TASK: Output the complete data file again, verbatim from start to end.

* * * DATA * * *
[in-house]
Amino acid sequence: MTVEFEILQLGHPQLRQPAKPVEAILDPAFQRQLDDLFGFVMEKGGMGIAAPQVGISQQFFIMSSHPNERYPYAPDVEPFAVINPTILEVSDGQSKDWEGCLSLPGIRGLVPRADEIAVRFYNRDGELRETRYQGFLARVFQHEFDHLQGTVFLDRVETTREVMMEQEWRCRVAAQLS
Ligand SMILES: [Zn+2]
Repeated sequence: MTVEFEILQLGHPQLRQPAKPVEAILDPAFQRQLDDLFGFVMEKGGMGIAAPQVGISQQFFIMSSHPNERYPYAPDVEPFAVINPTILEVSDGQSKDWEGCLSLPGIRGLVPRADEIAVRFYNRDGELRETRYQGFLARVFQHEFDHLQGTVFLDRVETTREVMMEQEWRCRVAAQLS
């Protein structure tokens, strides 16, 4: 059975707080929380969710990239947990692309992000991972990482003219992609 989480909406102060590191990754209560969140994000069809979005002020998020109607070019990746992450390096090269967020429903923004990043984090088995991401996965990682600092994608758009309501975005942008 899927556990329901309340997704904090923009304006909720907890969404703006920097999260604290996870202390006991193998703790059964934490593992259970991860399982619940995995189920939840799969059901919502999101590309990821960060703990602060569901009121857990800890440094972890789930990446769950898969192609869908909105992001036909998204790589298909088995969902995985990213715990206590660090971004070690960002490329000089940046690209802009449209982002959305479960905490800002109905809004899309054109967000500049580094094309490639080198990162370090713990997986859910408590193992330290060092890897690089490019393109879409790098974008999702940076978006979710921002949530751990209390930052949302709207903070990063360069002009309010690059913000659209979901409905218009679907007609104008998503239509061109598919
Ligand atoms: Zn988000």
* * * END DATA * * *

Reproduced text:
[in-house]
Amino acid sequence: MTVEFEILQLGHPQLRQPAKPVEAILDPAFQRQLDDLFGFVMEKGGMGIAAPQVGISQQFFIMSSHPNERYPYAPDVEPFAVINPTILEVSDGQSKDWEGCLSLPGIRGLVPRADEIAVRFYNRDGELRETRYQGFLARVFQHEFDHLQGTVFLDRVETTREVMMEQEWRCRVAAQLS
Ligand SMILES: [Zn+2]
Repeated sequence: MTVEFEILQLGHPQLRQPAKPVEAILDPAFQRQLDDLFGFVMEKGGMGIAAPQVGISQQFFIMSSHPNERYPYAPDVEPFAVINPTILEVSDGQSKDWEGCLSLPGIRGLVPRADEIAVRFYNRDGELRETRYQGFLARVFQHEFDHLQGTVFLDRVETTREVMMEQEWRCRVAAQLS
């Protein structure tokens, strides 16, 4: 059975707080929380969710990239947990692309992000991972990482003219992609 989480909406102060590191990754209560969140994000069809979005002020998020109607070019990746992450390096090269967020429903923004990043984090088995991401996965990682600092994608758009309501975005942008 899927556990329901309340997704904090923009304006909720907890969404703006920097999260604290996870202390006991193998703790059964934490593992259970991860399982619940995995189920939840799969059901919502999101590309990821960060703990602060569901009121857990800890440094972890789930990446769950898969192609869908909105992001036909998204790589298909088995969902995985990213715990206590660090971004070690960002490329000089940046690209802009449209982002959305479960905490800002109905809004899309054109967000500049580094094309490639080198990162370090713990997986859910408590193992330290060092890897690089490019393109879409790098974008999702940076978006979710921002949530751990209390930052949302709207903070990063360069002009309010690059913000659209979901409905218009679907007609104008998503239509061109598919
Ligand atoms: Zn988000």